People with an 'urgent' referral to NHS mental health services in England will need to be seen within 24 hours as part of new guidelines
In 2019, the NHS Long Term Plan was published with the intention to provide a framework for improving healthcare services in line with rising demand and technological advances.
The Plan formed the basis of new healthcare standards which the NHS would need to abide by to ensure the NHS could operate as needed. Included among these standards are benchmarks for mental health services which all NHS Trusts are expected to meet. One example is that 75% of people referred to NHS psychological therapy should begin treatment within 6 weeks from referral, and 95% within 18 weeks.
In addition to the existing standards, NHS England has now announced 5 new waiting time guarantees to ensure appropriate care for people referred for mental health support. The standards are as follows:
People with an 'urgent' referral to a community-based mental health crisis service must be seen within 24 hours from referral, regardless of age
People with a ‘very urgent’ referral to a community-based mental health crisis service should be seen within 4 hours from referral
Patients referred from A&E should receive face-to-face contact from a mental health professional within 1 hour
Young people and their families or carers who present to a community-based mental health service should start to receive care within 4 weeks from referral
Adults and older adults who present to a community-based mental health service should start to receive care within 4 weeks from referral
Achieving healthcare parity
Outside of ensuring timely and efficient support being provided to those of us that might need to access mental health services, the new standards are also a step toward achieving so-called 'healthcare parity'.
This means to develop mental health services to the same level as physical health care by improving everything from funding to treatment access.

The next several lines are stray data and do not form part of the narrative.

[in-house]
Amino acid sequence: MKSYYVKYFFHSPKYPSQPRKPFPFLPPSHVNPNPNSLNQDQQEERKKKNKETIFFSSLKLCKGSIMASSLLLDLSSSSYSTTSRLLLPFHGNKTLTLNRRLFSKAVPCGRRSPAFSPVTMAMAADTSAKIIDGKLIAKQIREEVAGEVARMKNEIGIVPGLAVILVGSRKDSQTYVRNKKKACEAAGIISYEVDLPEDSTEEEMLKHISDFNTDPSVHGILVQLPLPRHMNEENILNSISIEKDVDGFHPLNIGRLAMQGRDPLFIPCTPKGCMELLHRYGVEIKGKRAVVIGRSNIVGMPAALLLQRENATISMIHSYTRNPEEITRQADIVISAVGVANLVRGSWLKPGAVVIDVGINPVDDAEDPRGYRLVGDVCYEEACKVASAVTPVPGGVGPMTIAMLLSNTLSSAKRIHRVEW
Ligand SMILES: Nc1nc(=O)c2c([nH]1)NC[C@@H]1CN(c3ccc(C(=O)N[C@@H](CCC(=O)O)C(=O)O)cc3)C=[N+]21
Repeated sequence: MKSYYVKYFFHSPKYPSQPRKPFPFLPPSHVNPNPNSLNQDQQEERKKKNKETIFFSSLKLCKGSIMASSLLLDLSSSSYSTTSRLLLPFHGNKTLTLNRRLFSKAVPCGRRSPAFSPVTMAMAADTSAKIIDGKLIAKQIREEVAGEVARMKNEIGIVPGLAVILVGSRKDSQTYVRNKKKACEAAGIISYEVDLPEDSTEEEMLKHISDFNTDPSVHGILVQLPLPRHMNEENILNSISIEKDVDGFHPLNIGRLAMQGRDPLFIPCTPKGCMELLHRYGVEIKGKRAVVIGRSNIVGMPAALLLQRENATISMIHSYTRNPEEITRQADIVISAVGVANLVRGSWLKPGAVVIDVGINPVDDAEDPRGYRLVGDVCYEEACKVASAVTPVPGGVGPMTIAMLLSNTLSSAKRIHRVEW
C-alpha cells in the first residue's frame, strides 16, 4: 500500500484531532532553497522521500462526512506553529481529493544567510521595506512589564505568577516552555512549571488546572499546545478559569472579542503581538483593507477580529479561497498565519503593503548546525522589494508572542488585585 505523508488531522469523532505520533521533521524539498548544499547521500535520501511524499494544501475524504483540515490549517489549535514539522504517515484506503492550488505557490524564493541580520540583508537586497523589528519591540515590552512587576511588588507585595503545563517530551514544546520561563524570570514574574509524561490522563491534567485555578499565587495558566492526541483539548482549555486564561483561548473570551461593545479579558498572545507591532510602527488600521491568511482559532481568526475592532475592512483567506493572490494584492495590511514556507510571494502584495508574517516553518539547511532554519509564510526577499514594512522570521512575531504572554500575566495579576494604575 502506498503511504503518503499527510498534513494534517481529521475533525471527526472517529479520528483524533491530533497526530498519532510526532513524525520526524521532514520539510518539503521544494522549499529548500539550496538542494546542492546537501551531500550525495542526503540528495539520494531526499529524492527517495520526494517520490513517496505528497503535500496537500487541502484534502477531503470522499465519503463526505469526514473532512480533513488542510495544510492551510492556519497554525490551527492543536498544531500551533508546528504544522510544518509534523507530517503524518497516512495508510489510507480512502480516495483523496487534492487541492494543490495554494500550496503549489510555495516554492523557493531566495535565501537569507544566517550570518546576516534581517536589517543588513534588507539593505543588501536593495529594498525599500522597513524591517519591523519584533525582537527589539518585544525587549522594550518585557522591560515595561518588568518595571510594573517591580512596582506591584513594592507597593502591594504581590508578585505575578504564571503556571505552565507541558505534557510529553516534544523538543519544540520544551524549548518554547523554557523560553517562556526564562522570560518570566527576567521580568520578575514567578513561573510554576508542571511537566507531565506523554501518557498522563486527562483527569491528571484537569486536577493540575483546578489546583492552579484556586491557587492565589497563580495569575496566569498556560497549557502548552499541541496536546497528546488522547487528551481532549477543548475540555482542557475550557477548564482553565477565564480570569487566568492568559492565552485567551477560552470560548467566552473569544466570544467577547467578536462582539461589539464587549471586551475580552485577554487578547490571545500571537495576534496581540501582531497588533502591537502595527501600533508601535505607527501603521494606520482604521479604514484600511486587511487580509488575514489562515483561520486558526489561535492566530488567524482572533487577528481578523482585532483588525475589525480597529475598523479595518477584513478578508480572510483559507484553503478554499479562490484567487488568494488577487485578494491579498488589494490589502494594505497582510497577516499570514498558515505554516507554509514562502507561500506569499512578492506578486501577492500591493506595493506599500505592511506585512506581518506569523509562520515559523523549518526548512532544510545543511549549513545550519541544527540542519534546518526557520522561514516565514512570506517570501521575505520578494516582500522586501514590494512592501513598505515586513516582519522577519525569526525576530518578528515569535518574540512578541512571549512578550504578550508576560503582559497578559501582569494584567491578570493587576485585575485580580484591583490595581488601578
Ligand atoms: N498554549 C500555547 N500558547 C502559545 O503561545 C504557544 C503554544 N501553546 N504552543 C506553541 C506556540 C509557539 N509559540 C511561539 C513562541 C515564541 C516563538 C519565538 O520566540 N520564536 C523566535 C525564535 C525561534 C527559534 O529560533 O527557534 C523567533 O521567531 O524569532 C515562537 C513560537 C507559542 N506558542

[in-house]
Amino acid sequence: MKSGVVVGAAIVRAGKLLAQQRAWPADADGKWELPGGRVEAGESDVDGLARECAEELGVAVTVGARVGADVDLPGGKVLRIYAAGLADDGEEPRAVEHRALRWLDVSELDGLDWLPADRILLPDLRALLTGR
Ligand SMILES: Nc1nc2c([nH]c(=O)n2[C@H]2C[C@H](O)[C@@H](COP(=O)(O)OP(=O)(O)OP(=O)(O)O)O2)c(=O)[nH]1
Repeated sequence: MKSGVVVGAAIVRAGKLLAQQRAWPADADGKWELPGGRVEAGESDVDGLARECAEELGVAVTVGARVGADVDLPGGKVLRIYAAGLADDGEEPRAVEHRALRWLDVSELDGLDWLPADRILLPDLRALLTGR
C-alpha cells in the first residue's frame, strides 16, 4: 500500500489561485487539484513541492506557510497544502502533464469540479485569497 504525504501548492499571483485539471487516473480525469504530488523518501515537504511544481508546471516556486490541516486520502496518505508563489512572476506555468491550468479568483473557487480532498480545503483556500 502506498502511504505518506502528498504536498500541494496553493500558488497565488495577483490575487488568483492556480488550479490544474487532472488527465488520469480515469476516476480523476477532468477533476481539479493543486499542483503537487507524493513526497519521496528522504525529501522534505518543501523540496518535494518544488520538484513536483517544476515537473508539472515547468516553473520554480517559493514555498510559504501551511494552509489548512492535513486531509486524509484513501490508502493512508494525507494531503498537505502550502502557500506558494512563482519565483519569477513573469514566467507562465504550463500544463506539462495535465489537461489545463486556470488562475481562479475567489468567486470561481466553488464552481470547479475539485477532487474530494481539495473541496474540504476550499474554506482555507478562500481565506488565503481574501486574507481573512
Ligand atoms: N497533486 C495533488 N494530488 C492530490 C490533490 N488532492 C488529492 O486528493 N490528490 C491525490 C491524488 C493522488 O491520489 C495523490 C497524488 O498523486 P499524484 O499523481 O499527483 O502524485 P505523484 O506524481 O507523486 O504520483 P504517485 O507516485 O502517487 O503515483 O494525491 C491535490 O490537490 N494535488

And that's exactly what these services will do, according to NHS chief executive Simon Stevens: “Together with the guarantee that mental health investment will increase each year as a share of the growing NHS budget – as has been the case each year since 2015 – these new waiting times standards are another key milestone in the journey to putting mental health on an equal footing with physical health, so-called ‘parity of esteem’.”
NHS mental health director Claire Murdoch is equally as positive about the new standards, claiming that they ensure that those "who need care know when they can expect to receive it and will support more rapid access to evidence-based treatment and support.
“They will help with work already underway with the NHS turning the tide in mental health for a range of conditions as part of the Long Term Plan."
Meeting rising demand
The new benchmarks for mental health services seem to be coming at the right time, as many reports suggest an exponential growth in demand for professional support in the fallout of the Covid-19 pandemic.
But whether the standards are realistic will depend on adequate funding for the sector which has long been up for debate. Much criticism has been levelled at the government for not investing enough while figures have revealed historical failings in the system.
Despite this reputation though, the government has reacted to calls for more funding in recent months. Late last year, chancellor Rishi Sunak announced a £500 million investment in the sector to offset the mental health impact of the pandemic, £79 million of which will go toward improving services for young people.
Mark Winstanley, chief executive of Rethink Mental Illness, echoes the positivity of Stevens and Murdoch regarding the new standards, but also highlighted the need for an appropriate workforce to enforce them: “These standards act as building blocks on which we can build a potentially first class model of mental health care and recognise the universal truth that the quicker we can step in to provide high quality treatment, close to home for someone living with mental illness, the more we improve prospects of recovery," he commented.
"While they will depend on the right staff being in post they will also set the bar for something similar in social care, where so much of someone’s support for their mental illness actually takes place.”
The NHS is currently consulting on the new standards. Read the full NHS Long Term Plan here.
Editor and contributor for Talking Mental Health